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SAFETY ON PRESS

Friends,
As some of you may be aware, there was a tragic accident a Yale University about a month ago in one of the science labs.
Since then Yale has been working very hard on developing rigid safety protocols for students. Since there are several letterpress print shops on campus that are maintained for student use they have been working to develop adaptations for presses to insure student safety.
I know that I have seen a safety device on C&P presses that engages a system to push your hands away from the bed of the press as the press closes. I have not been able to find anything about this on the web. Is anyone familiar with this or other safety devices that can be retro-fittied to a C& P and/or a Vandercook press?
thanks,
Steve Varvaro

Log in to reply   15 replies so far

Steve….. I hate to be a bringer of bad news, but operating a flywheel operated platen press, in particular a C&P, in a commercial setting in the United States is a violation of CFR 1910. I’m not sure if this would apply to students, but it would most certainly apply to any teachers unless the school is exempt from OSHA requirements.

If you do a search here on Briar Press, you’ll find a number of postings about attempts to render such a press “safe” according to OSHA standards. As far as I’m aware, it’s never been accomplished. I went round after round with that particular agency some years ago, and the concensus of opinion is that such a press cannot be rendered compliant to the laws, even with retrofit safety devices.

Now… the Vandercook may be different story…. but since I’ve not looked at decisions regarding that machine, I’m not sure.

a LOT of folks here at Briar Press, including myself, love our C&P presses and use them regularly. BUT the truth of the matter is that they do indeed bite, and can bite VERY hard. Us experienced letterpressmen understand that risk, and accept it as part of what we do…. and if we operate them commercially, we do so illegally. However, our understanding and acceptance of the risks for ourselves is not the same as allowing inexperienced people, especially students, to operate a potentially dangerous machine.

Yale is wise to examine the use of such presses by students. Before I’d even attempt to retrofit a C&P, I’d talk to a Safety Specialist, and/or an attorney familiar with liability laws. I hate to say it, but I’d almost guarantee you that they’ll advise you to not allow hte use of C&P’s in a school setting.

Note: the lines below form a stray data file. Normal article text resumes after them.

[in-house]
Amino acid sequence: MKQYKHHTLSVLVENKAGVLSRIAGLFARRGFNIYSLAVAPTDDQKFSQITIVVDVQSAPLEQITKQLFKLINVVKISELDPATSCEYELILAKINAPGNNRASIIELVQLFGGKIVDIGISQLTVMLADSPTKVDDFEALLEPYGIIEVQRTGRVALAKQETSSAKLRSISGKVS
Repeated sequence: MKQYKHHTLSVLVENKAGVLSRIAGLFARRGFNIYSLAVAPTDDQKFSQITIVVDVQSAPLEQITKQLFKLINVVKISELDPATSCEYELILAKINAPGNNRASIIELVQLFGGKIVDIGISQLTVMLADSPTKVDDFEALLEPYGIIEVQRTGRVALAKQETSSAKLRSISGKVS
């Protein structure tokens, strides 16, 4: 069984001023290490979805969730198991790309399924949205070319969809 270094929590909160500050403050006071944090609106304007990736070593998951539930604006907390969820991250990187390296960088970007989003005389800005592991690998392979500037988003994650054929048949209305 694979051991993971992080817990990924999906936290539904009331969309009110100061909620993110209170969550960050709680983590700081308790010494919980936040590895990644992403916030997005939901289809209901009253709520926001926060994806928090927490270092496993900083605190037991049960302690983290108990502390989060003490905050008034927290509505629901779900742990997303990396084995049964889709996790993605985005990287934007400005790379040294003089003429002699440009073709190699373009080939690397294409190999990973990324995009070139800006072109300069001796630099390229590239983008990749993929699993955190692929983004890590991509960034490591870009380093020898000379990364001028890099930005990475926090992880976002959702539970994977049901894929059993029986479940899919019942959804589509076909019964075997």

Winking cat, i remember the vo tec school i went to had to chain their c&p up so no one could use it, this happened i think in the late 1970’s. From what i understand if you are the owner of the company you can use the press but no employee can run a c&p. Dick G.

Dick…. you are only partially correct about owner/operators. The rule that was last told to me was is that an owner can run the machine IF it’s a sole proprietorship, and nobody else uses it….. but sometimes OSHA and the insurance guys will get all snippy if it’s even in a location where an employee COULD use it. If it’s any other form like a corporation, partnership, or non-profit then the person is technically an employee, and thus falls under OSHA’s perview and can’t be used at all.

The other problem with the C&P is liability insurance. I’ve had my insurance carrier tell me more than once that they will not cover any accidents on the C&P….. since it doesn’t meet OSHA guidelines.

This is all quite a problem for old Stevie from Yale… since i’m sure they enjoy their presses, and produce some great work. Hopefully, someone will come up with a system that does work, before the school admins force him to shut them all down. Even then, it will require an engineering certification before OSHA will accept it as safe. I’m not optimistic.

I wonder what OSHA has to say about the Windmill. I suppose there isn’t hand-feeding, but there aren’t safety devices on it, aside from the big logo plate.

This tragic incident was about a gal who was doing her senior project in the middle of the night working with a lathe. She had long hair and was all by herself. A lot of machines are dangerous. It’s the operator, not the machine for many accidents. Maybe Yale should buy some locks for their doors.

There is NO machine that will not hurt or kill you! The computer I use to type this answer is hard on a person eyes, but we still sit for hours looking into this computer screens to read text.

We should all just stop using everything, and just sit in our empty house, and wait for death.

Great idea Aaron, i’m in. On second thought your dead a long time, lets have fun and do what we like to do while we can. Dick G.

Friends,
Dennis’ comments were correct. However, The issue is not about access, commercial use or OSHA. These presses are active and used under supervision of faculty advisors and skilled letterpress craftsman. However they still want to retro-fit some safety features. I know there is a device for the C&P that pushes your hand away as the press closes because I have seen it. Someone out there must be familiar with this device.